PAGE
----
Ogdensburg native ordained as Catholic priest

Bishop Terry R. LaValley lays hands and prays over Rev. Matthew Conger at his ordination Saturday at St. Mary’s Church, Ogdensburg. Provided photo

OGDENSBURG — A city native recently ordained as a Catholic priest will soon be heading to Watertown to become the parochial vicar at three parishes.

The Rev. Matthew S. Conger, the son of Steve and Patty Conger, Ogdensburg, was ordained Saturday by Bishop Terry R. LaValley at St. Mary’s Church. His first assignment will be in Watertown beginning June 16 as the parochial vicar of three parishes — Holy Family, St. Patrick’s and St. Anthony’s churches.

Father Conger graduated from Ogdensburg Free Academy in 2011. It was at OFA where he first heard the calling of the priesthood.

“I first considered the priesthood in about 10th grade. I always wanted to do something with service in my life and so I thought I might as well give this a try,” he said.

Growing up a parishioner of Notre Dame Church, Father Conger said that he was inspired by its former pastor, the Rev. F. James Shurtleff, who was active in the parish community as well as the community of Ogdensburg.

“It was his willingness to go out and service whenever anybody needed something that truly inspired me. It was also the joy that he showed doing this type of ministry that I knew there must be something special about the priesthood,” he said.

He first went to St. Charles Borromeo Seminary in Philadelphia, Pa., where he received a bachelor’s degree and then enrolled at Pontifical College Josephinum, Columbus, Ohio, for two years. Father Conger then moved to Christ the King Seminary, Buffalo, where he received his master’s degree in divinity. The last year of schooling in Buffalo, he was ordained a deacon, a requirement to join the priesthood.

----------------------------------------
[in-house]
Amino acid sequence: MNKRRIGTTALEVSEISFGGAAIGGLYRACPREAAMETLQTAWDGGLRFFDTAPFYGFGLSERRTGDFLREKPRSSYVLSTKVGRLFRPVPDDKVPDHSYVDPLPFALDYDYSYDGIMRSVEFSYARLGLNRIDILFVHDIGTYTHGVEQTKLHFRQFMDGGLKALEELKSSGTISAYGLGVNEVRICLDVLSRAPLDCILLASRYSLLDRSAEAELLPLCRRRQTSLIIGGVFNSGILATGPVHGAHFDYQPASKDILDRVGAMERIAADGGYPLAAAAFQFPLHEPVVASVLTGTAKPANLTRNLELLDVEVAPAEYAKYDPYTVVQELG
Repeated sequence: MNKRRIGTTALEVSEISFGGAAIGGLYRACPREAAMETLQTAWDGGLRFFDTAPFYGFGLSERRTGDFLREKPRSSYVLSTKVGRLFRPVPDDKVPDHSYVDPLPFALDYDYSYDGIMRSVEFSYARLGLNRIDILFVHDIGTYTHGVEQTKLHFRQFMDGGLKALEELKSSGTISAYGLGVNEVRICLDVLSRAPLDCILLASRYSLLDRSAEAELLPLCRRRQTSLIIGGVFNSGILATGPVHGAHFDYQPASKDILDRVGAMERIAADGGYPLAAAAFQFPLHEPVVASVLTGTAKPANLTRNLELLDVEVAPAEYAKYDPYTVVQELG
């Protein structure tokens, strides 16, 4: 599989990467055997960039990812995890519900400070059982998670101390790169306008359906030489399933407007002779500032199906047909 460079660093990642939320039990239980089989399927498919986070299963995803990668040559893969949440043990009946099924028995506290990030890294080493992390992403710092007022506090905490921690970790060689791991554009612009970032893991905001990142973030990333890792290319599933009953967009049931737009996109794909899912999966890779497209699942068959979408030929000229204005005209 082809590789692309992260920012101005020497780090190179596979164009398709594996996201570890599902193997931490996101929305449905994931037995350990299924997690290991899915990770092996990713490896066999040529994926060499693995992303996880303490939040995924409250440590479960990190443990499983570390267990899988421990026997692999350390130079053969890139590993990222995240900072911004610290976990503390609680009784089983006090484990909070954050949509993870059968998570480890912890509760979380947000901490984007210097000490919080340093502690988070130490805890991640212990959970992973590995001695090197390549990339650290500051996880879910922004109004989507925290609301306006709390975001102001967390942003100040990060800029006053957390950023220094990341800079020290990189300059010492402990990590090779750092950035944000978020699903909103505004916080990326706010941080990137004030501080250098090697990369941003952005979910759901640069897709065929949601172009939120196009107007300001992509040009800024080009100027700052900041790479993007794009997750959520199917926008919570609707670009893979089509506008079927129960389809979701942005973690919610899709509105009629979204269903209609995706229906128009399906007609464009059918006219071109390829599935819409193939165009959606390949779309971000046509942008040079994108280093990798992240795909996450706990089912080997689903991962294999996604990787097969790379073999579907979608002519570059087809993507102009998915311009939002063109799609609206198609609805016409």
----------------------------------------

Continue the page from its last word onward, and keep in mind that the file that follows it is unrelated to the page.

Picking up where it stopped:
“To be ordained was such an exciting time in my life after nine years of schooling. Everything that you have been working towards has finally come to fulfillment,” Rev. Conger said.

After being ordained by Bishop LaValley, Father Conger the next day was able to hold his first Mass at Notre Dame Church, a place where he was baptized and spent a lot of time with his parents.

“It was very exciting but also very humbling for me for the first time. I was able to say Mass to bring Christ to the people. I was also very nervous, it was now on me to make sure that everything was being done right and that I didn’t screw up too much,” Father Conger joked. “It was nice to have my brother priests gather there to help celebrate this time with me.”

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